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Heird WC, Lapillonne A. (2005). The role of essential fatty acids in development. Annual Review Nutrition. 25:549-571.

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Mahi J. (1997). DHA for brain health. Total Health (Academic Search Primer database). 19.2:20.

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Nagachinta S, Akoh C. (2013). Synthesis of structure lipid enriched with omega fatty acids and sn-2 palmitic acid by enzymatic esterification and its incorporation in powdered infant formula. Journal of Agricultural and Food Chemistry. [Atlanta, GA: Department of Food Science and Technology, The University of Georgia.] 61 (18); 4455-4463. Retrieved from http://scibite.com/site/library/ 2013_4/1 /0/23597247.html on 2013, October 29 and November 1.

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Figure 3. New Structured Lipid of triglyceride with DHA/ ARA attached on outside (sn-2 palmitic acid) (Nagachinta, 2013).

Orta, John. (2013). Functional Foods Design for Health and Disease for use in NTRS 467 Functional Food Design for Health, Fall 2013. [Los Angeles: Legal Book Distributing]. pp. 105, 538-553, 645.

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Simopoulos AP. (2000). Human requirements for N-3 polyunsaturated fatty acids. Poult Sci. 2000 July; 79(7): 961-970. Pubmed.gov. Retrieved from http:/www.ncbi.nlm.nih.gov/pubmed/10901194 on 2 November 2013.

The UG researchers are pursuing marketing hazelnut DHA-fortified baby formula. Who knows? Maybe we’ll see this “nutty” product on the market soon, and your infant will gain the nutritional benefits of even more optimal brain and eye development and function.

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Zou L, Akoh C. (2012). Identification of tocopherols, tocotrienols, and their fatty acid esters in residues and distillates of structured lipids purified by short-path distillation. Journal of Agricultural and Food Chemistry. 61:238-246.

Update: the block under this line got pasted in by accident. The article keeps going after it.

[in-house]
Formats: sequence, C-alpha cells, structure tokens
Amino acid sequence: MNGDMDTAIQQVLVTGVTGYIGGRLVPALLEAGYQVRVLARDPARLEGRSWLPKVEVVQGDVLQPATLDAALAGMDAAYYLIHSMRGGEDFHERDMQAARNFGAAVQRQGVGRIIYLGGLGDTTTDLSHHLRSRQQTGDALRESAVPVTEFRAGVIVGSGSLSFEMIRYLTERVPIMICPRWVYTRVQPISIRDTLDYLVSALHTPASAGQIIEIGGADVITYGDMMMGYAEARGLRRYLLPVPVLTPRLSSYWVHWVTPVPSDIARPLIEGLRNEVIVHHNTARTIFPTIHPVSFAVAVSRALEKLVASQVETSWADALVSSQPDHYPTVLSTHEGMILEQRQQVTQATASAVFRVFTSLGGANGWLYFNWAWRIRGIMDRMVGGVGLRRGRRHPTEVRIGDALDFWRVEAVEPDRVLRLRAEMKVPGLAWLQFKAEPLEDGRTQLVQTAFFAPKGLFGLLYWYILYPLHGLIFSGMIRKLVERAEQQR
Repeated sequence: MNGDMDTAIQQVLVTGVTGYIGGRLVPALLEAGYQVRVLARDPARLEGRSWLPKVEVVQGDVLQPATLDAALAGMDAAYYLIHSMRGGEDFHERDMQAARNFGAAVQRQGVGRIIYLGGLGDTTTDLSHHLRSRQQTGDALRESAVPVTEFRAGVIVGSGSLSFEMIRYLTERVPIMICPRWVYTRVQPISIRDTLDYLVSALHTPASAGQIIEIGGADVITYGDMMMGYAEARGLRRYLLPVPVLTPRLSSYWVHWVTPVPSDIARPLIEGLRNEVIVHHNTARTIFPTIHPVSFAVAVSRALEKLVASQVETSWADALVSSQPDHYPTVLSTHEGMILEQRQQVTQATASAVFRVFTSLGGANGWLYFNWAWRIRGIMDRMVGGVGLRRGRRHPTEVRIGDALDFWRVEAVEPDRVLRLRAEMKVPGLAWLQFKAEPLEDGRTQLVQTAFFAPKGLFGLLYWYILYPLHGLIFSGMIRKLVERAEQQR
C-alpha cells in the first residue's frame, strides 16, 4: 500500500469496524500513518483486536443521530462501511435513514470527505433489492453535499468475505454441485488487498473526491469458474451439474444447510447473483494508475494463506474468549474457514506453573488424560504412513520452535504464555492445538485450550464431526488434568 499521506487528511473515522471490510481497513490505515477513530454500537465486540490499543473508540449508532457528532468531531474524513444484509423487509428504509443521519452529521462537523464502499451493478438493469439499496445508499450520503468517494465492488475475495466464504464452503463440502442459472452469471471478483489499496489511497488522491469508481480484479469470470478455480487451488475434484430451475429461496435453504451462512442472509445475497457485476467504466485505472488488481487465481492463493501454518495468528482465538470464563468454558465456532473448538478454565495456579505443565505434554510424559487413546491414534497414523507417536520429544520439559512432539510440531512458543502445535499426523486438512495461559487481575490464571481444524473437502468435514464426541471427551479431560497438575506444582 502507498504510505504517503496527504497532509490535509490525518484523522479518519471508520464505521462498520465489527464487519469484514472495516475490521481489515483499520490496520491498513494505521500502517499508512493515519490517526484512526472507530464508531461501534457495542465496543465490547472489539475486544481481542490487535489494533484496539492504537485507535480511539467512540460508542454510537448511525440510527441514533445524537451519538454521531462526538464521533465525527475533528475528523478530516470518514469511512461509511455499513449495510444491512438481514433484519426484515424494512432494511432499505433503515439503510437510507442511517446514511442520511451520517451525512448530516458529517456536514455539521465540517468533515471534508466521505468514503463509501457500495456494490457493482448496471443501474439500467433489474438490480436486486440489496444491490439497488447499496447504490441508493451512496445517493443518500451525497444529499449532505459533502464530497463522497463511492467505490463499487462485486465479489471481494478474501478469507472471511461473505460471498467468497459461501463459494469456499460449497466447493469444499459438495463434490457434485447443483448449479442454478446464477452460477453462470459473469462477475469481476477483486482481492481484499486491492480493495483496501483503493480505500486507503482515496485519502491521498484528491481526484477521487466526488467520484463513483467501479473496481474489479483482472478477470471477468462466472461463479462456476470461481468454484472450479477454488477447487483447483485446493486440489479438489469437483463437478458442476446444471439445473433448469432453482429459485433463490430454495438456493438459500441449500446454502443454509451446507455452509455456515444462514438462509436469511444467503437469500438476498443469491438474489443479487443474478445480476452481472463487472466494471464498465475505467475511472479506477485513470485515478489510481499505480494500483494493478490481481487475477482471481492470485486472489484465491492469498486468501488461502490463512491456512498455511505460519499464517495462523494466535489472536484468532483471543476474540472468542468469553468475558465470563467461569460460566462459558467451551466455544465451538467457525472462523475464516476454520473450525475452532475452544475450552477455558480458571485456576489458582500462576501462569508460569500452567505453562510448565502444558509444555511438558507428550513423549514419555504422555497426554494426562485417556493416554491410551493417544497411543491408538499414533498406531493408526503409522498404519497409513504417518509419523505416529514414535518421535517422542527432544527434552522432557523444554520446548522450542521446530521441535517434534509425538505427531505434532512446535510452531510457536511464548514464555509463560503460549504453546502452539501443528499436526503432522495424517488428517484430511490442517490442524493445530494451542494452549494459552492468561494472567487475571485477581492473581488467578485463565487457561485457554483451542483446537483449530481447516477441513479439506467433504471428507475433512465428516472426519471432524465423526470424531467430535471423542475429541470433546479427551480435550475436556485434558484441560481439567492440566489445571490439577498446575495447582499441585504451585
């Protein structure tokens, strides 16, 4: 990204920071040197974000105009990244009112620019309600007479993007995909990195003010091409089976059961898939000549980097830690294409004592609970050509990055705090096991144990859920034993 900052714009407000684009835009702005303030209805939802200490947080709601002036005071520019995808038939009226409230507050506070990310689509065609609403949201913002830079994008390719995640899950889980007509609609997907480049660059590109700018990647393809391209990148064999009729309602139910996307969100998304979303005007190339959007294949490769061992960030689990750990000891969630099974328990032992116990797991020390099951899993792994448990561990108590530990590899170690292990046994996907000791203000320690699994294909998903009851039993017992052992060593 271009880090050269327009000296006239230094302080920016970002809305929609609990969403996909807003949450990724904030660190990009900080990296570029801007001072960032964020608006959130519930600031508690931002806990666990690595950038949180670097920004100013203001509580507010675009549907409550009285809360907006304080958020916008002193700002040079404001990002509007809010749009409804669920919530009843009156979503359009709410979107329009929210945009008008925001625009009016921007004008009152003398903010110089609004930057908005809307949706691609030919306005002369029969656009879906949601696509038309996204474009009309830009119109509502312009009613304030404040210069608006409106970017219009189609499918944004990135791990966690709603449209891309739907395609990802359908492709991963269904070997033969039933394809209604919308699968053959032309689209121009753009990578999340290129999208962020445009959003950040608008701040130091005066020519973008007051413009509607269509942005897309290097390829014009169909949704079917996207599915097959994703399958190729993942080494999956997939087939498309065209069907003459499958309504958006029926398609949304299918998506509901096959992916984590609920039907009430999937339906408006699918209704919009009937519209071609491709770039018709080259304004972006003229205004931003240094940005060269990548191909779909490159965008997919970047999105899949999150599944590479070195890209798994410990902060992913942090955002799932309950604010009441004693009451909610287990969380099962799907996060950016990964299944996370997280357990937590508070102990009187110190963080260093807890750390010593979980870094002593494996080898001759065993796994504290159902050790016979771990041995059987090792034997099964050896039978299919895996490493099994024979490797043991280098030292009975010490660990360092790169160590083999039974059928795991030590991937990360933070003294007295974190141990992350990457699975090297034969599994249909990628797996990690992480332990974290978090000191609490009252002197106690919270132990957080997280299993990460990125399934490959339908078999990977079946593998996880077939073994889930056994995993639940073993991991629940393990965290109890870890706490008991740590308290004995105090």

References

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FDA. (2013). Electronic Code of Federal Regulations, Title 21: Food and Drugs, Part 107, Infant Formula. Food and Drug Administration. Retrieved from: http://www.ecfr.gov/cgi-bin/retrieveECFR? gp=&SID=2adde327dee7d6121f8a12ae303cb4ad& n=21y2.0.1.1.7&r=PART&ty=HTML#21:2.0.1.1.7. 2 on 2 November 2013.

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Food Safety Authority. European Food Safety Authority (EFSA). 2009. Scientific Opinion: DHA and ARA and brain development. The EFSA Journal (2009). 1000, 1-13.

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Fall Quarter Events!


Congratulations to the SDA and our Step Out team captain Ashley Genz-Sandoval! The SDA was the recipient of a Top Funding Community Group award for participating in the American Diabetes Association's Step Out: Walk to Stop Diabetes on November 2, 2013. SDA was in the top 3 fundraising teams at the walk and raised over TWICE as much as the initial goal of $1,000. Thank you to those who participated at the walk and to those who kindly donated towards SDA's Step Out group! A special thank you to Ashley for leading us as team captain for the second year in a row!


kale quinoa salad with roasted butternut squash

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kale

vit A 206%DV vit C 134%DV vit K 684%DV

Sherene Chou is a nutritionist and holistic chef. She believes in mindful eating, using food to heal the body and nourish the soul.

quinoa

8g protein 5g fiber nutrient data from nutritiondata.self.com

RECIPE INSTRUCTIONS Salad Ingredients 1 Bunch of Kale 1 C of cooked Quinoa 1 C Butternut Squash, 1”cubed & roasted 2 T of Pumpkin Seeds 3 T of Extra Virgin Olive Oil (EVOO) 1/8 t of Sea Salt

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Dressing Ingredients 2 T of Tahini 2 t of Turmeric Powder 2 T of Filtered Water ¼ C of Apple Cider Vinegar 2 T of Agave or Maple Syrup Salt and Pepper to taste